Profiteering off an AIDS drug was never going to be a popular move.
Martin Shkreli is young, smart and incredibly successful.
He’s also one of the most criticised men in the world right now — and it’s not hard to see why.
Shkreli is the CEO of Turing Pharmaceuticals, which recently bought the rights to an AIDS-fighting drug for $55 million.
The drug, Daraprim, is used to treat life-threatening parasitic infections and is most commonly used for treating babies as well as AIDS and cancer patients.
Shkreli’s company has now raised the price of the drug overnight — from $13.50, to $750 for a single pill.
That’s a staggering price hike of 5500%. For a drug that saves the lives of some of society’s most vulnerable.
The exorbitant price hike has been slammed as “outrageous” and “unjustifiable” by critics.
Dr Judith Aberg, infectious diseases expert in New York’s Icahn School of Medicine at Mount Sinai, told the New York Times some hospitals will now find Daraprim too expensive to keep in stock.
“This cost is unjustifiable for the medically vulnerable patient population in need of this medication and unsustainable for the health care system,” an open letter from the HIV Medicine Association and the International Swaps and Derivatives Association agreed.
Fortunately, federal rules for discounts and rebates mean that certain hospitals and Medicaid (the social health care program for low-income Americans) will be able to access the drug cheaply. But according to the New York Times, private insurers, hospital patients and patients on Medicare (the US national social insurance program for older Americans and younger Americans with disabilities) will have to pay more.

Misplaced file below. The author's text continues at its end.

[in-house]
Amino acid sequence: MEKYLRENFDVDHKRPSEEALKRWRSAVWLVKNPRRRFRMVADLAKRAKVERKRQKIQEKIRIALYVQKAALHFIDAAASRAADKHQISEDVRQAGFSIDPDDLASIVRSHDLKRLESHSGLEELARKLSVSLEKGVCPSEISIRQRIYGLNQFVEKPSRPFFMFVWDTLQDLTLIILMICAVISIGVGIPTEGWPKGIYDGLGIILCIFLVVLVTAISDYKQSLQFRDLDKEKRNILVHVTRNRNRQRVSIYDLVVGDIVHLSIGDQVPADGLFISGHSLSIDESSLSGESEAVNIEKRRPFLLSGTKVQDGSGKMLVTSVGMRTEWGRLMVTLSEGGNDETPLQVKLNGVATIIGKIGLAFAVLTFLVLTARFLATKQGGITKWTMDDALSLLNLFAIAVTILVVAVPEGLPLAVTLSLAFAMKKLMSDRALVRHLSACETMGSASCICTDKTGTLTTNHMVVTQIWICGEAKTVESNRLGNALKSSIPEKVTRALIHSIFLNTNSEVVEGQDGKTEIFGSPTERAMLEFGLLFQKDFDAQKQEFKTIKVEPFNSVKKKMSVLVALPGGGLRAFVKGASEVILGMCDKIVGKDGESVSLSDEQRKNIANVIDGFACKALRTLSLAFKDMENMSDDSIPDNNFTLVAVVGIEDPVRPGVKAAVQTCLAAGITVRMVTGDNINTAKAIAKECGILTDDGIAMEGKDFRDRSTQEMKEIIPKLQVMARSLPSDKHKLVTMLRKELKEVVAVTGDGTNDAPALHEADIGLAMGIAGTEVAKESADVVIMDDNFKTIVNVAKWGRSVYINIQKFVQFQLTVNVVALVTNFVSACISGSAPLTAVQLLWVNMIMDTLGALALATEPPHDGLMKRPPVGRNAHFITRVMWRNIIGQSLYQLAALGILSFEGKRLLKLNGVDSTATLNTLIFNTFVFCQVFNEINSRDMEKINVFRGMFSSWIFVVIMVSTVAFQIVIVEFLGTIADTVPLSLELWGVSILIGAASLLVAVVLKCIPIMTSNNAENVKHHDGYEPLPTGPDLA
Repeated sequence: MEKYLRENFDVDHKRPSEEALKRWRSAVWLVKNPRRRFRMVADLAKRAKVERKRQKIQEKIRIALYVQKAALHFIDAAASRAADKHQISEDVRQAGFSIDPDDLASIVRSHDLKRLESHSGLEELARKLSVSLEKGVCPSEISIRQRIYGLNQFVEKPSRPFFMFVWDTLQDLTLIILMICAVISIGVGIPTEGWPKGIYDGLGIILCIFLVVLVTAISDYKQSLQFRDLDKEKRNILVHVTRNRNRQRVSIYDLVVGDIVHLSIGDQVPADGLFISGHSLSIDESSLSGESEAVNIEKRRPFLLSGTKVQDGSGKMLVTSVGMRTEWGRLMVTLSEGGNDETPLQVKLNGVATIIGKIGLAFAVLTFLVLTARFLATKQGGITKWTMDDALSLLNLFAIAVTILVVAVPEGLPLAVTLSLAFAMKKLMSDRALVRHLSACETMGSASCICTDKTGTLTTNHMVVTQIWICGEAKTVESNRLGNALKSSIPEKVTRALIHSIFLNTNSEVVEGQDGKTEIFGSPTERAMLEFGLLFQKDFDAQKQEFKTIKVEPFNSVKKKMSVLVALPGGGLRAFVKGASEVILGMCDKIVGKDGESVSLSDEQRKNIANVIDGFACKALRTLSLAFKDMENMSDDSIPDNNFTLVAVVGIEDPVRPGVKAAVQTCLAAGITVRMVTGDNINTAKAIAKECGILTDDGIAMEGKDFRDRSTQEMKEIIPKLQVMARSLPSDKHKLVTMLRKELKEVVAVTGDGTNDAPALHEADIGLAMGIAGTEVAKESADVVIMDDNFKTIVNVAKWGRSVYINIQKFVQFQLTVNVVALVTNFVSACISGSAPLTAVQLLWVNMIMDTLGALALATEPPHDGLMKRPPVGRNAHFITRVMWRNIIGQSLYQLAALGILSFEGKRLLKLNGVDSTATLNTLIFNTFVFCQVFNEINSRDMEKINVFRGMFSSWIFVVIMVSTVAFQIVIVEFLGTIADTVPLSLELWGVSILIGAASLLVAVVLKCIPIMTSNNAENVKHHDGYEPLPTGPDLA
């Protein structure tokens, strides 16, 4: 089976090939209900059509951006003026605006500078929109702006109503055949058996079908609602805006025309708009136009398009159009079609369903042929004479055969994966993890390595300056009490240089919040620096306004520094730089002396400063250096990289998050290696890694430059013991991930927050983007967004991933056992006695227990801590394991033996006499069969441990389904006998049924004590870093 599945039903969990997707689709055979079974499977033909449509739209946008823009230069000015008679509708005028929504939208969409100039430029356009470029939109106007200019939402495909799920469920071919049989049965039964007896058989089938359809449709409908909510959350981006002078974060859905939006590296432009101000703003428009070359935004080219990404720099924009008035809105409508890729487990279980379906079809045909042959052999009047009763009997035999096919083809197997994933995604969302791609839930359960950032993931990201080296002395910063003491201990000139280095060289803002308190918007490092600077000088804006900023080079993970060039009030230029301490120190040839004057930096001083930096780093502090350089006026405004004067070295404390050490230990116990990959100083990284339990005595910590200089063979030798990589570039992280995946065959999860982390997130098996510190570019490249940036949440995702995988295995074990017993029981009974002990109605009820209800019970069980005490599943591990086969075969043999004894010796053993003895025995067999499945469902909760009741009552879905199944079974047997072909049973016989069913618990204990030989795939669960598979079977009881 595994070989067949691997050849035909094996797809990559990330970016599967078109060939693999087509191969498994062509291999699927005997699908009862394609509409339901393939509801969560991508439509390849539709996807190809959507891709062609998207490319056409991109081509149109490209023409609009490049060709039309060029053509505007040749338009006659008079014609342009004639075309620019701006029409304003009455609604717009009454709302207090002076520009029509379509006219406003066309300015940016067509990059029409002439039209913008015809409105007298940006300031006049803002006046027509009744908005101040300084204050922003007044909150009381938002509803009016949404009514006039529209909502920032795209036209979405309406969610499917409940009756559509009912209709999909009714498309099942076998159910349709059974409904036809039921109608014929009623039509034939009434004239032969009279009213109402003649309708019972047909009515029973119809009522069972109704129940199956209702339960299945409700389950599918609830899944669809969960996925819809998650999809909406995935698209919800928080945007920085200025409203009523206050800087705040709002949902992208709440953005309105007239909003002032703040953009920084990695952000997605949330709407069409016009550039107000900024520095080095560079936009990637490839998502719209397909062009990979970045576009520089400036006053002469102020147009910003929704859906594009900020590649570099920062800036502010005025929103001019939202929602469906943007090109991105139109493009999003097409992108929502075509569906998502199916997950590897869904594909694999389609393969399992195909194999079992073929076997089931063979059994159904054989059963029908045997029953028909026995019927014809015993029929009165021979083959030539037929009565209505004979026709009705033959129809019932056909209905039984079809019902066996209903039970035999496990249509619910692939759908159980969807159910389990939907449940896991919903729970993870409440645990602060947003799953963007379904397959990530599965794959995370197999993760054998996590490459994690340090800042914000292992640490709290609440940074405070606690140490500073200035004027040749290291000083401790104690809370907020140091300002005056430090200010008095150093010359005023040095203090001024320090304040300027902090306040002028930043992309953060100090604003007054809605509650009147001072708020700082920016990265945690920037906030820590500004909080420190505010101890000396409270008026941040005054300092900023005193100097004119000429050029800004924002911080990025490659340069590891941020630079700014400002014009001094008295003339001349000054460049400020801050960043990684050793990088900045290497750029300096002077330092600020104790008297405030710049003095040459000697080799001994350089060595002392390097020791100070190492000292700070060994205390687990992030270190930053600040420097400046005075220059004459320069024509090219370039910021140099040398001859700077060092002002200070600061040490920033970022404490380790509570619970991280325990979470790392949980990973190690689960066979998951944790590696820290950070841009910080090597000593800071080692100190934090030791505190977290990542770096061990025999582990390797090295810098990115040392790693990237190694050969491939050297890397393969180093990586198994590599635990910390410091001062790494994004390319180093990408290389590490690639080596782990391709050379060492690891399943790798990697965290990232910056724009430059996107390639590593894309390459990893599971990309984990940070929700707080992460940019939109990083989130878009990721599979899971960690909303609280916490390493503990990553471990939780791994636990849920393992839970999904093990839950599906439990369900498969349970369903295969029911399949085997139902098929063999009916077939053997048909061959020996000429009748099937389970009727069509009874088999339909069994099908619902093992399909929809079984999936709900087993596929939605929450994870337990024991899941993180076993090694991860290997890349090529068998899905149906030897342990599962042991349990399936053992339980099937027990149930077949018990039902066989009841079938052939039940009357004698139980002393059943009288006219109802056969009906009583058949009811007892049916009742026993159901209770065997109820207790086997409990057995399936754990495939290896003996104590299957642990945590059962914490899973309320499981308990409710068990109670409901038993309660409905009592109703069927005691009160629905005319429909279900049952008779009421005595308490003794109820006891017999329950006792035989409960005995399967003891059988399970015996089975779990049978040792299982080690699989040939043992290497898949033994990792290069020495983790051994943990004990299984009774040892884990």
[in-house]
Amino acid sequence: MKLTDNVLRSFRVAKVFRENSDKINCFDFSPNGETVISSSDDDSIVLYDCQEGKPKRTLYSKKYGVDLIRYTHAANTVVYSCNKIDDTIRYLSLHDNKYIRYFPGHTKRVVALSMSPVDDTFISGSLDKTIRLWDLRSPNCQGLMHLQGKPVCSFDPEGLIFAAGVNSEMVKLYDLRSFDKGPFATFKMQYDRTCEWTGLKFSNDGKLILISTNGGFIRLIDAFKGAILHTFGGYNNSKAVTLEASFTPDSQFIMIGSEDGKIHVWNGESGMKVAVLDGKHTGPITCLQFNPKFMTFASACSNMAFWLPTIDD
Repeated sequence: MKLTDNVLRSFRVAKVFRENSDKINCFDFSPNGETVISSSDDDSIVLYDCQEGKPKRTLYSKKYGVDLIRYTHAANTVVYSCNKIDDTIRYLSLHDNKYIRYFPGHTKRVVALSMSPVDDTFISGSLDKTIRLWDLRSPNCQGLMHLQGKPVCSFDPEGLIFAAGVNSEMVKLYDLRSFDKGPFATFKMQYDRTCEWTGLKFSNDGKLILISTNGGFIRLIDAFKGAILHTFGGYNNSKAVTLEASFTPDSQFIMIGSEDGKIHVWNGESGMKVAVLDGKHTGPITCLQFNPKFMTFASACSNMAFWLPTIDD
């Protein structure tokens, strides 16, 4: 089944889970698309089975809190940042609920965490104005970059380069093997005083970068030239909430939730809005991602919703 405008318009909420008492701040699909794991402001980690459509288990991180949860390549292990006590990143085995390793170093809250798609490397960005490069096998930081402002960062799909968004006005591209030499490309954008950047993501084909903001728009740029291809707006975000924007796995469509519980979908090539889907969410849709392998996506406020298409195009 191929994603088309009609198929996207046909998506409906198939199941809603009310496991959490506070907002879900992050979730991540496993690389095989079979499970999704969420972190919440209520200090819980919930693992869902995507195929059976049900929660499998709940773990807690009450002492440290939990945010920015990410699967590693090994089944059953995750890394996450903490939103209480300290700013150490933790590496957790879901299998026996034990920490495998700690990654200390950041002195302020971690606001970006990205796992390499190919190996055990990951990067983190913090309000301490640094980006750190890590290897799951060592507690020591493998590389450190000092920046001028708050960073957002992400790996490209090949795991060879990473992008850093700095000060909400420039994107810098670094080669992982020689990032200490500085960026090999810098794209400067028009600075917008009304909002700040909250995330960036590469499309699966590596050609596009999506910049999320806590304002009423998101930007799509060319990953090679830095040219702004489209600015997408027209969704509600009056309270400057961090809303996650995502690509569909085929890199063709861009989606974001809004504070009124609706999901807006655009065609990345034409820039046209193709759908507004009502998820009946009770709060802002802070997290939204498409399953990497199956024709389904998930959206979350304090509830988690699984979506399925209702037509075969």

Social media users have been quick to criticise Shkreli, with LGBT rights advocate and actor Ruby Rose commenting: “Martin Shkreli, karma will be unkind to you for many lifetimes”.
Democratic presidential candidate Hillary Clinton commented on Twitter: ‘Price gouging like this in the specialty drug market is outrageous.”
But Shkreli, a former hedge fund manager who was fired by the board of his old company Retrophin, has defensively lashed out at critics.
In response to the online outcry over the price hike, Shkreli tweeted a link to the lyrics to the Eminem song The Way I Am, writing: “seems like the media immediately points a finger at me. So I point one back at em, but not the index or pinkie.”
Shkreli also aggressively hit back at one of the first journalists questioning him over the price increase, refusing to answer a question about the price hike.
Shkreli told Bloomberg, however, that he hiked up the price of the pill because Turing Pharmaceuticals “needed to turn a profit on the drug.”
Shkreli defending the price increase in an interview with CNBC:
He has also claimed that the proceeds from the now-pricey drug will be used to research better treatments for the parasitic infection toxoplasmosis.
But doctors have questioned the claim there was a need for better treatments for infection toxoplasmosis, with infectious diseases expert Dr Wendy Armstrong telling the New York Times: “I certainly don’t think this is one of those diseases where we have been clamouring for better therapies.”
Dr David Relman, VA Palo Alto Health Care System’s infectious disease chief, agreed.
“We are not in dire need of new drugs for toxoplasmosis right now,” Dr Relman told Fortune. “There is no significant drug resistance problem with toxoplasmosis.”
Some social media reactions:
Mamamia has contacted Turing Pharmaceuticals for comment.